Month: September 2011

The Secret’s Out!

I’ve been tagged. Electronically. No, not around my ankle. I’ve been blog tagged. I’d never heard of it before. So, thank you Alison. Now I have to reveal ten random and unknown facts about myself, and then pass it on. Mmmm. Where to start? What exciting things would you like to know about me? Are there any? Any skeletons in my wardrobe lurking behind the clothes? Yes. One or two, but I’m not going tell you about them, I’m keeping those safely under lock and key for another day, another book.

Meanwhile back at the revealing, and in no particular order:

Fact No.1: My main ambition in life was to be a choreographer. I learned ballroom and Latin American dancing as a teenager back in the 1960s. Walter Laird, World Dance Champion way back then, was my instructor and my partner during my dancing exams but I gave it all up for a boy, well, a fella, actually. BIG mistake and my biggest regret. (Yes, that’s me in the photo aged 13, having just received my first medal and dipolma.)

Fact No.2: I learned to drive at the tender age of 15. Illegally, of course, on the main roads around my home town. This was way back in the 60s, the car an old Ford Classic. It all started as a bet that I couldn’t start the car and drive it to the end of the road without stalling. I said I could and I did, and so for the next couple of years learned to hone my driving skills in and around centralLondon.

Fact No.3: Clowns give me the creeps. Not sure if I hate them or spiders worse. Probably equally. Just don’t leave me in a dark room with either.

Fact No.4: I cannot sing. I wish I could. I do try, of course. In the shower, in the car, around the house, but only when no one’s listening (I hope!).

Fact No.5: I am not allowed to eat strawberries despite their being my favourite fruit. The drugs I’m on for a rare blood disorder prevent me from indulging in one of life’s sweetest pleasures.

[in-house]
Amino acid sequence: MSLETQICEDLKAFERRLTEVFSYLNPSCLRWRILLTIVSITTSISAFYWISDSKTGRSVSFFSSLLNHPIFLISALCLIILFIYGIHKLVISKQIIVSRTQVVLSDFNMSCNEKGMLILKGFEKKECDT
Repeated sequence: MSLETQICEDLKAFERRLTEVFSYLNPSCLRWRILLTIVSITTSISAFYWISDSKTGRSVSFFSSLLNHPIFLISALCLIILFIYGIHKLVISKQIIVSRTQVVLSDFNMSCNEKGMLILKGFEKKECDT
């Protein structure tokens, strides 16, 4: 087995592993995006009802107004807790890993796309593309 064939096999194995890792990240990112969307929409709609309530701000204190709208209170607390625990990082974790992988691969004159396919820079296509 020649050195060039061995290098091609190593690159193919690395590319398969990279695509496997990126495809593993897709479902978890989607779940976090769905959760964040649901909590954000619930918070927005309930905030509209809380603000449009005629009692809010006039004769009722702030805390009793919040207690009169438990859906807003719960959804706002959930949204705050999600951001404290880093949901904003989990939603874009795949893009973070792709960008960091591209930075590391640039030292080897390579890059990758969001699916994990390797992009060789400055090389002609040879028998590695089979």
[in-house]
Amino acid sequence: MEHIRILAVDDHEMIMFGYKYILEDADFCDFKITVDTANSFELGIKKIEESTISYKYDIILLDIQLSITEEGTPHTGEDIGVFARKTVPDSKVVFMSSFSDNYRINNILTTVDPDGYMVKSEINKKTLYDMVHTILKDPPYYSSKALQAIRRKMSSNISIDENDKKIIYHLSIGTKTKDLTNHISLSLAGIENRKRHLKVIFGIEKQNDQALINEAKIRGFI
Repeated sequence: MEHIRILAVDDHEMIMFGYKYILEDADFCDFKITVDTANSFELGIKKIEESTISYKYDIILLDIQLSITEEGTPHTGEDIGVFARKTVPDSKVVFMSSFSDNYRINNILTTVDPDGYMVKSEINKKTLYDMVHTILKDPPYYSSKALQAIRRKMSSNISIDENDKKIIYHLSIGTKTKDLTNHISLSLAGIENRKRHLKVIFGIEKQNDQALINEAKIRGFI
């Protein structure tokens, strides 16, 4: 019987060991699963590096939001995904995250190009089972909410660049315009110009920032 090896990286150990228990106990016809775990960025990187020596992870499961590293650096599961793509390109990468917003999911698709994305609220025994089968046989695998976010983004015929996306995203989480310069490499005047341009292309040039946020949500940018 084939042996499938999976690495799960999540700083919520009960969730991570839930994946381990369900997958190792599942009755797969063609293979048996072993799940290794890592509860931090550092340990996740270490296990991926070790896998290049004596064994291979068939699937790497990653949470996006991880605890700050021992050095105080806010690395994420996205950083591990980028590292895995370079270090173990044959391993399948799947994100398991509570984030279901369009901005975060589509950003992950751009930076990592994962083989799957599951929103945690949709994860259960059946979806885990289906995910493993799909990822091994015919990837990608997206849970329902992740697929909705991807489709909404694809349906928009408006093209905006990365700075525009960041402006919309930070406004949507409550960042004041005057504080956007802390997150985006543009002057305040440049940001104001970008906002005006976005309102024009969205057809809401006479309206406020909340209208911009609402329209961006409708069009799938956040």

Fact No.6: For a year back in the 70s I worked as a cook/housekeeper/mother’s help for a well-heeled titled family living in a Georgian mansion in Gloucestershire. Interesting, but not something I would consider doing again. The house became the backdrop for my novel Whitestones, not yet released.

Fact No.7: I appeared as an extra in one of the first episodes of The Rise and Fall of Reggie Perrin with Leonard Rossiter. A scene was being filmed at our local Carrefour supermarket; I had to stand at one of the tills paying for my shopping.

Fact No.8: I was a contestant on Channel 4’s TV quiz programme Fifteen-to-One with the lovely William G Stewart. I didn’t win but it was a lot of fun, especially the makeover beforehand. (Photo! I am in there. Honest! No prizes for spotting me, though.)

Fact No.9: One of my very best friends from childhood became a well respected poet, critic and playwright. We are still in touch and one of his books of poems he gave me containing a beautiful inscription to me is one of my prized possessions.

Fact No.10: I’m secretly in love with Ralph McTell, Kevin Costner and Christopher Reeve. One I have kissed (actually, it was he who kissed me), one I’ve no chance of ever kissing, and one, well… I can dream, can’t I? Damn! This means it’s not a secret any more. Ooops!

Phew! Enough said. Now time to pass the buck, or should that be button?

Ip dip, bird’s sh**, you’re It:
Tricia Jones:
Janice Horton:
Sharon Goodwin:

All in good fun and may I be forgiven!

A Sense of Place